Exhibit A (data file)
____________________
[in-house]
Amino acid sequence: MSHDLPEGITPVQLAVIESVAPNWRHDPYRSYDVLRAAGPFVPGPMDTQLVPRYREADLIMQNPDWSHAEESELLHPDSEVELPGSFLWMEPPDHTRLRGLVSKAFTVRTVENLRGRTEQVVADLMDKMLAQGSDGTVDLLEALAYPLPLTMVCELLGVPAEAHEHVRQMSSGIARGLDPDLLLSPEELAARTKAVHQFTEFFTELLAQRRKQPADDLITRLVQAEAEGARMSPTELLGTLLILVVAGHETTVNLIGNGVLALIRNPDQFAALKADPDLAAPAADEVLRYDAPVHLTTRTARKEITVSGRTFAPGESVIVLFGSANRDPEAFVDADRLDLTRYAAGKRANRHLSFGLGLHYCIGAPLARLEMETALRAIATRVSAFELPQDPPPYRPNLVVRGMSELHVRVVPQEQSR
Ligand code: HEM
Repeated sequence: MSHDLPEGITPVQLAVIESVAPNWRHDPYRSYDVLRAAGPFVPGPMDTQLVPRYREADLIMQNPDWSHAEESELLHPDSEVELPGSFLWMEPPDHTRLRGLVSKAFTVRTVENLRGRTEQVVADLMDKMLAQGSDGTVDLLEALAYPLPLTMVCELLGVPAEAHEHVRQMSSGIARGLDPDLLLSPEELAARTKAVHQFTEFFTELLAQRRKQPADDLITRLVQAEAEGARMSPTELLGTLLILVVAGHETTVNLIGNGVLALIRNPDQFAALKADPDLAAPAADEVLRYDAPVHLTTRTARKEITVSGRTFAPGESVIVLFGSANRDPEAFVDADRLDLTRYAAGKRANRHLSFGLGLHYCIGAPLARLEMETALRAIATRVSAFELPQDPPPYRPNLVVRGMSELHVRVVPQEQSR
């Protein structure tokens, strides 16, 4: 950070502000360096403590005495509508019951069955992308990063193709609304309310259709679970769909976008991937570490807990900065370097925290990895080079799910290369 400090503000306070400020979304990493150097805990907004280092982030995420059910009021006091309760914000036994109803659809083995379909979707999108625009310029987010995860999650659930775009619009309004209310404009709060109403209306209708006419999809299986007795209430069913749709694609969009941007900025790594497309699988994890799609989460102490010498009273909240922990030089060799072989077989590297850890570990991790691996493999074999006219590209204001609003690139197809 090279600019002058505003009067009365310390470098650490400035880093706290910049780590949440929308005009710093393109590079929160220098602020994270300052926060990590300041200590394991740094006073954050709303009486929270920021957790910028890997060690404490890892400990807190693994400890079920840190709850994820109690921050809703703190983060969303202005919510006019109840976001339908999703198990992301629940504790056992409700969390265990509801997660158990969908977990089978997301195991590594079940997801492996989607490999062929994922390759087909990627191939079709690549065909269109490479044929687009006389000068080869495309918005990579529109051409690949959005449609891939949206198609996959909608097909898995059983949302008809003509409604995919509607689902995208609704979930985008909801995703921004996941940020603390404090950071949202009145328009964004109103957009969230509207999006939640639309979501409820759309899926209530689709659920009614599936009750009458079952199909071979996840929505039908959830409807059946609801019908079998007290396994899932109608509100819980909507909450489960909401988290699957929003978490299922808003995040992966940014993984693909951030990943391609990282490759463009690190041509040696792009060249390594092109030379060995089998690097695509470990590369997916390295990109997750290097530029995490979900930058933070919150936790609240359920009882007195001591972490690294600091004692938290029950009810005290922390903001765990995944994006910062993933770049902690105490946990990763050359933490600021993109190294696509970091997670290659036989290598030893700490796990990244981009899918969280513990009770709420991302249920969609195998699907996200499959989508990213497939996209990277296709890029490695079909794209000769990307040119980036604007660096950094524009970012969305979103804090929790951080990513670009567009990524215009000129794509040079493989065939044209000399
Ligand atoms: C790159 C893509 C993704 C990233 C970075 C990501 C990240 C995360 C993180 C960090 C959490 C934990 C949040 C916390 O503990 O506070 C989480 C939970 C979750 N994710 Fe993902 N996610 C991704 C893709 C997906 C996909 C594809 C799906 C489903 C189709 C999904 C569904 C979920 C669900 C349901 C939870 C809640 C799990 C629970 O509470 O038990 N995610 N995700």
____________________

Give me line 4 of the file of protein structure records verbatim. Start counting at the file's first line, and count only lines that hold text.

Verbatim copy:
Repeated sequence: MSHDLPEGITPVQLAVIESVAPNWRHDPYRSYDVLRAAGPFVPGPMDTQLVPRYREADLIMQNPDWSHAEESELLHPDSEVELPGSFLWMEPPDHTRLRGLVSKAFTVRTVENLRGRTEQVVADLMDKMLAQGSDGTVDLLEALAYPLPLTMVCELLGVPAEAHEHVRQMSSGIARGLDPDLLLSPEELAARTKAVHQFTEFFTELLAQRRKQPADDLITRLVQAEAEGARMSPTELLGTLLILVVAGHETTVNLIGNGVLALIRNPDQFAALKADPDLAAPAADEVLRYDAPVHLTTRTARKEITVSGRTFAPGESVIVLFGSANRDPEAFVDADRLDLTRYAAGKRANRHLSFGLGLHYCIGAPLARLEMETALRAIATRVSAFELPQDPPPYRPNLVVRGMSELHVRVVPQEQSR